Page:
The progressive way of growing the economy

Something overlooked in the immigration debate is that the huge numbers of illegal immigrants allowed into the country over the years are very good for business.  Rather than cutting taxes and regulations, the progressive solution is to simply import more customers. 

Businesses are in the business of being profitable, and most of that comes from increasing the number of people using their products and services.  This goes a long way in explaining why the Walmarts, Starbuckses, and Targets of the world are so liberal in their public profiles.  Immigrants become eligible for food stamps either when they have children in the United States or through the widespread use of forged documents, which no one seems to care or do anything about.  This allows them to use their EBT cards to buy groceries from the local Walmart or other goods from Target and so on.  Why in the world would corporate America have a problem with these scenarios? Money is money, and they're all too happy to accept it no matter what its origin.  The same can be said of people already on welfare.  This explains why business is not necessarily opposed to the entitlement state. 

It's been pointed out for many years that businesses like the open border policy because it provides a steady stream of cheap labor, but it also happens to expand their customer base in a big way.  The U.S. Chamber of Commerce has come out against Trump, so besides the low-wage labor the open borders policy offers, why wouldn't they support policies that are going to increase the numbers of people buying their products and services as well as providing cheap labor they need?  It also explains why so many on Wall Street support Hillary and have been liberal Democrats for decades.  It is rarely pointed out either that Hillary once sat on the corporate board of directors for Walmart.  That speaks volumes in and of itself.

What's good for big business is good for the stock market and for big banks.  They get huge fees for advising on mergers and acquisitions and the continuous stream of big-time income from underwriting corporate debt in the form of bond offerings.  The relationship of business and government is indeed an incestuous one.

Lloyd Blankfein, the CEO of the Goldman Sachs, the largest investment bank in world, ordered his top executives not to donate to Trump (but they are allowed to give to Hillary).  Now, why would that be?  Don't expect any intrepid reporters to connect the dots.

Big business and big banks, therefore, are all in with the progressive way of growing the economy.  They know they'll be punching bags every election cycle, but the dirty little secret is that they don't care, because they also know that the Democrats really don't mean what they're saying.

Something overlooked in the immigration debate is that the huge numbers of illegal immigrants allowed into the country over the years are very good for business.  Rather than cutting taxes and regulations, the progressive solution is to simply import more customers. 

Businesses are in the business of being profitable, and most of that comes from increasing the number of people using their products and services.  This goes a long way in explaining why the Walmarts, Starbuckses, and Targets of the world are so liberal in their public profiles.  Immigrants become eligible for food stamps either when they have children in the United States or through the widespread use of forged documents, which no one seems to care or do anything about.  This allows them to use their EBT cards to buy groceries from the local Walmart or other goods from Target and so on.  Why in the world would corporate America have a problem with these scenarios? Money is money, and they're all too happy to accept it no matter what its origin.  The same can be said of people already on welfare.  This explains why business is not necessarily opposed to the entitlement state.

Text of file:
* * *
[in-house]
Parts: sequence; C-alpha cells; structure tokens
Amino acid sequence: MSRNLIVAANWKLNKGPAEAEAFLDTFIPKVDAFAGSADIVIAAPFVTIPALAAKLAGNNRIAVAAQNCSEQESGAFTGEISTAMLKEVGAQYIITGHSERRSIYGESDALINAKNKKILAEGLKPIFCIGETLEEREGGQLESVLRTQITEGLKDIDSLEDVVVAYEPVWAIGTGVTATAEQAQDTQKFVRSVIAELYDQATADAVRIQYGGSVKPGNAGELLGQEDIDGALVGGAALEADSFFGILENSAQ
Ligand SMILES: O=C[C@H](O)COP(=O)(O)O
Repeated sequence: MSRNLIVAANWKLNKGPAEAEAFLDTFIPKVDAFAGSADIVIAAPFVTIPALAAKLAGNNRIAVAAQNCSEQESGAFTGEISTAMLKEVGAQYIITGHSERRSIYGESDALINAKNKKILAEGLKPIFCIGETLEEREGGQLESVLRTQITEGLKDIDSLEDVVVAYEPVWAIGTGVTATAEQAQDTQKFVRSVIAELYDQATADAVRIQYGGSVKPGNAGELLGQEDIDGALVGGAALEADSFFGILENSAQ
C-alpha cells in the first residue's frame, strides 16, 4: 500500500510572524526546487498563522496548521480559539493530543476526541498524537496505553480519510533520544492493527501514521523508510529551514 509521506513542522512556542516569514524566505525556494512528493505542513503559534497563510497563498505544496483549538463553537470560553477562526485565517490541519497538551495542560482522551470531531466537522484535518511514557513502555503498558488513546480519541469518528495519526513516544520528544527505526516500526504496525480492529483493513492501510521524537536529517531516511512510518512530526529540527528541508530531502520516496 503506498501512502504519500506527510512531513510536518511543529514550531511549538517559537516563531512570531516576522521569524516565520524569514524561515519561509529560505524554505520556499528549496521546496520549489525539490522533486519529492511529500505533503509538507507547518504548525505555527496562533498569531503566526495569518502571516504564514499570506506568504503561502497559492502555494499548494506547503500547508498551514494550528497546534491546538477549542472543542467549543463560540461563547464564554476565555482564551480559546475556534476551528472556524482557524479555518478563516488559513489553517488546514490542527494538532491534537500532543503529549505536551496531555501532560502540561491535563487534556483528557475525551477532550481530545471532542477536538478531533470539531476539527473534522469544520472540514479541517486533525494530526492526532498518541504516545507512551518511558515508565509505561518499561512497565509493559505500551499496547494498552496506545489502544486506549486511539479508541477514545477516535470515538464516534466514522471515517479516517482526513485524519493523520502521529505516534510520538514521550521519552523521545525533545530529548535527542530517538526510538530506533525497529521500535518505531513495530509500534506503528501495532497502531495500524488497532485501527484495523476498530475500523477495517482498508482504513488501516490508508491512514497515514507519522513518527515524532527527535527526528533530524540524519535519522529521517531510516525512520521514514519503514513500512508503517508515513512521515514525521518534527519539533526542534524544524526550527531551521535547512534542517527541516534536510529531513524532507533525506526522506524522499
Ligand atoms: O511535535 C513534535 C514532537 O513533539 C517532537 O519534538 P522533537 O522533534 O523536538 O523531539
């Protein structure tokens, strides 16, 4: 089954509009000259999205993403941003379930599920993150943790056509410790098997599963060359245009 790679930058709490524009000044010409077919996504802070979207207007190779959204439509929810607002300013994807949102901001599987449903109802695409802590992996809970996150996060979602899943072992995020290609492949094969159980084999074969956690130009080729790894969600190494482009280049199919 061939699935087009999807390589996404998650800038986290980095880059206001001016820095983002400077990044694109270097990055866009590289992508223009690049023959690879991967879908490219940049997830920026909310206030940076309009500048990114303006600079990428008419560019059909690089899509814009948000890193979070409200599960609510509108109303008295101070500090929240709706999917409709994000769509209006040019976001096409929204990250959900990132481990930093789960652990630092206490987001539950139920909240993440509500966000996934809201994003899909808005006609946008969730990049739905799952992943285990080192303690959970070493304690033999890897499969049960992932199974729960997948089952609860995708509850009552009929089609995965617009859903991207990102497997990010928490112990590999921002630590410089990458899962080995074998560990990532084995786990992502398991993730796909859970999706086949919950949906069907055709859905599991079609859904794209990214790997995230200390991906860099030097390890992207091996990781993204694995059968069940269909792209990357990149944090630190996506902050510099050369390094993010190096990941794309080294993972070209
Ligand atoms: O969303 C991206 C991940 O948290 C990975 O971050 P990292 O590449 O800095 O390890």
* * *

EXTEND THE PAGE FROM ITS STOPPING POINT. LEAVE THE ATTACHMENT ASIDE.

It's been pointed out for many years that businesses like the open border policy because it provides a steady stream of cheap labor, but it also happens to expand their customer base in a big way.  The U.S. Chamber of Commerce has come out against Trump, so besides the low-wage labor the open borders policy offers, why wouldn't they support policies that are going to increase the numbers of people buying their products and services as well as providing cheap labor they need?  It also explains why so many on Wall Street support Hillary and have been liberal Democrats for decades.  It is rarely pointed out either that Hillary once sat on the corporate board of directors for Walmart.  That speaks volumes in and of itself.

What's good for big business is good for the stock market and for big banks.  They get huge fees for advising on mergers and acquisitions and the continuous stream of big-time income from underwriting corporate debt in the form of bond offerings.  The relationship of business and government is indeed an incestuous one.

Lloyd Blankfein, the CEO of the Goldman Sachs, the largest investment bank in world, ordered his top executives not to donate to Trump (but they are allowed to give to Hillary).  Now, why would that be?  Don't expect any intrepid reporters to connect the dots.

Big business and big banks, therefore, are all in with the progressive way of growing the economy.  They know they'll be punching bags every election cycle, but the dirty little secret is that they don't care, because they also know that the Democrats really don't mean what they're saying.